What is the power of this work, which is written in a simple, straightforward style, and lacks any dramatic stories?
The sefer Sichos im Harav Shlomo Hoffman has sold 25,000 copies in Hebrew, and, under the title Secrets of the Soul: Conversations with Rav Shlomo Hoffman, another 6,000 copies in English. For those not familiar with the world of Torah publishing, in which publishers often print only 2,000 copies at a time, and sometimes only 1,000, these are very large numbers.
And that makes me feel upbeat. Because it shows that just as Klal Yisrael has an unerring sense of who its leaders are, so can it identify those rare seforim that help bring us to a new spiritual level.
A woman in Karmiel called Rabbi Meir Simcha Stein, who compiled the sefer based on many years of vaadim and personal meetings with Rav Hoffman ztz"l, to say that her no-longer-observant sister had picked up the sefer at her house one Shabbos and told her later, "If I had had this sefer when I was younger, I never would have left religious observance."
A rosh yeshivah in one of Israel's most prominent yeshivos told Rabbi Stein, "You ruined my Yom Kippur. I picked up the sefer to read for a few minutes before going to sleep on Erev Yom Kippur and could not put it down until I had finished it. That sleepless night left me weak all Yom Kippur."
What is the power of this work, which is written in a simple, straightforward style, and lacks any dramatic stories? It makes the words we sing when replacing the Torah scroll in the Ark, "Deracheha darchei noam, v'chol nesivoseha shalom — Its ways are ways of pleasantness and all its paths are peace," come alive. That means, inter alia, that anyone who comes into contact with one shaped by Torah should be struck by the pleasantness of his or her ways.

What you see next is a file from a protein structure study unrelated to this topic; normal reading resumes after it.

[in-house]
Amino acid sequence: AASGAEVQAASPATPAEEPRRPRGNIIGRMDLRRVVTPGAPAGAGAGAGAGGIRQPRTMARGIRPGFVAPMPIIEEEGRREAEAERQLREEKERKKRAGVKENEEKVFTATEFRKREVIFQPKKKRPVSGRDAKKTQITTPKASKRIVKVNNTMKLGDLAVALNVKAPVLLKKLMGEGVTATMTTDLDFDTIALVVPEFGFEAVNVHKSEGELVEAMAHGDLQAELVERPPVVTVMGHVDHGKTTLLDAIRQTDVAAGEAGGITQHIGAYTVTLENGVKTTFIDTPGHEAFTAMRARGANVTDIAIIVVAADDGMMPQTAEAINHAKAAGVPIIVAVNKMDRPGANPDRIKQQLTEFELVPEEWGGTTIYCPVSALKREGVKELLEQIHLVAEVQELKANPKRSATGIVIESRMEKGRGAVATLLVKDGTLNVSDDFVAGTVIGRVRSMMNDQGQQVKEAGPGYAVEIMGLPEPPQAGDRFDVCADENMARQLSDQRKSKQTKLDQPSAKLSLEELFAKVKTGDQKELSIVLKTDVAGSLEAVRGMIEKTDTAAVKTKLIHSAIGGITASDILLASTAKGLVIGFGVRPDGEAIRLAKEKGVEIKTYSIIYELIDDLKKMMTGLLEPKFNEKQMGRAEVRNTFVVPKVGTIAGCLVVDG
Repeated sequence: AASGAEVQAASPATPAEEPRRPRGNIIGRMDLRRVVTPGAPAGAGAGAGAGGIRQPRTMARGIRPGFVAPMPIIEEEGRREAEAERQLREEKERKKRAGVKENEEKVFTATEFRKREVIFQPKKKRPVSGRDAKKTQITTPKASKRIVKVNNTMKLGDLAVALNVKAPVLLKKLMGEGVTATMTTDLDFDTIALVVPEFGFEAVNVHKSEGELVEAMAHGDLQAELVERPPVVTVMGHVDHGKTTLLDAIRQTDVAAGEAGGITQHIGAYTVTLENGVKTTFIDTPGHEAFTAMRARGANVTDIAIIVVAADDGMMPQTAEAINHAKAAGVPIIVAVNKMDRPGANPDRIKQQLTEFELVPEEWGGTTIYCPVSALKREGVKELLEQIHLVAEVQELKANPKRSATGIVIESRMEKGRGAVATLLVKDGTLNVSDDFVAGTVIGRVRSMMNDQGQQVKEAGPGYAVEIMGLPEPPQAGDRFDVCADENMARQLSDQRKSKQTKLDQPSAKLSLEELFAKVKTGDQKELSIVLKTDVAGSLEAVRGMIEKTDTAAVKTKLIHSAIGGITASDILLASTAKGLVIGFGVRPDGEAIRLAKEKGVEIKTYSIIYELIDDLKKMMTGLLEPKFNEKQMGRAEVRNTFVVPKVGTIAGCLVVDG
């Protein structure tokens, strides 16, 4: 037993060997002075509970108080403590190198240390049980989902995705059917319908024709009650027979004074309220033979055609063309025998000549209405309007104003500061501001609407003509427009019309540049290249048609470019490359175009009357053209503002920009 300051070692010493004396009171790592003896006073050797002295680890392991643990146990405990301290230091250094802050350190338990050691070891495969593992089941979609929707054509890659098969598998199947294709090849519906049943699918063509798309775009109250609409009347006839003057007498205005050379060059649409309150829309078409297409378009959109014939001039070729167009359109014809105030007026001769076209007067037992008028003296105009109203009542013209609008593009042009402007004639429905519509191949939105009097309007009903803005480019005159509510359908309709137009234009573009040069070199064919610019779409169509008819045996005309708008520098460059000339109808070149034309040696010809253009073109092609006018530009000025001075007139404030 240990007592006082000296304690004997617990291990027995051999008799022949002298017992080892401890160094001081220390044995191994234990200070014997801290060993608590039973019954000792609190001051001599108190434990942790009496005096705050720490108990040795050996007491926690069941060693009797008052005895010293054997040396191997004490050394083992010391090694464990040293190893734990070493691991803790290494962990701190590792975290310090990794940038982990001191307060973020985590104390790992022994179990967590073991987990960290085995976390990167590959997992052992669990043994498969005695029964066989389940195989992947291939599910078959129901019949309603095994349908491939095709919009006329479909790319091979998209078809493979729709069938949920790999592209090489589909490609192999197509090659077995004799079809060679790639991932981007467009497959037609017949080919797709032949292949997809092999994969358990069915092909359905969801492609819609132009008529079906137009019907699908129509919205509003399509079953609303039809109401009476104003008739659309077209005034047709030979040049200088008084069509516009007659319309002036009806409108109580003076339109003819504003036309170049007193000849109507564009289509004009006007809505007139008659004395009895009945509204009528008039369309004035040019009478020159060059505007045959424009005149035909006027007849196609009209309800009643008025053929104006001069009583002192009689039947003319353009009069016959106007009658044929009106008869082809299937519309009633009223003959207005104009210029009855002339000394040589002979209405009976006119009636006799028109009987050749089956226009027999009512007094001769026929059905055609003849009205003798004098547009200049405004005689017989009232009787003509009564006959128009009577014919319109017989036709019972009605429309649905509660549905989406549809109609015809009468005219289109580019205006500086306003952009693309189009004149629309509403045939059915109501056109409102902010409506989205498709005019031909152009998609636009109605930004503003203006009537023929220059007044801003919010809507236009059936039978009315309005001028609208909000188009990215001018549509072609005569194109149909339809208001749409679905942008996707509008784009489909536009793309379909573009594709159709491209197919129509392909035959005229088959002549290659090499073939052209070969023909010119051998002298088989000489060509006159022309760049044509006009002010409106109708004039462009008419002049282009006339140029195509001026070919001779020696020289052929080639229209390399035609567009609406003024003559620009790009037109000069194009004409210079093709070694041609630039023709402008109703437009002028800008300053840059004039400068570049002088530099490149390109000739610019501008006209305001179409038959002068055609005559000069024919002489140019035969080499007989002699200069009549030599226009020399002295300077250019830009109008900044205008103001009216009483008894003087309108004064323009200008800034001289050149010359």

But it also means that the Torah is naturally suited to the human soul, and the human soul to a life of Torah, as the same Creator Who fashioned the human soul also gave the Torah to His chosen people.
Rav Hoffman's great achievement is to show the path toward a balanced human personality uniquely suited to a life of Torah. Rav Yaakov Kamenetsky and Rav Shlomo Zalman Auerbach provide two outstanding examples of that balance. All those who came into contact with them invariably described them as "so normal."
"Speaking with Rav Yaakov was like driving in a luxury sedan," remembered Dr. Yaakov Greenwald, "You didn't feel you were moving."
"Normal" in this context obviously does not mean "common" or "average." Rather, by normal, I mean a certain inner equilibrium — i.e., the Rambam's "golden mean." Each gadol had the ability to put people at ease and to guide them according to their individual level, without coming across as judgmental.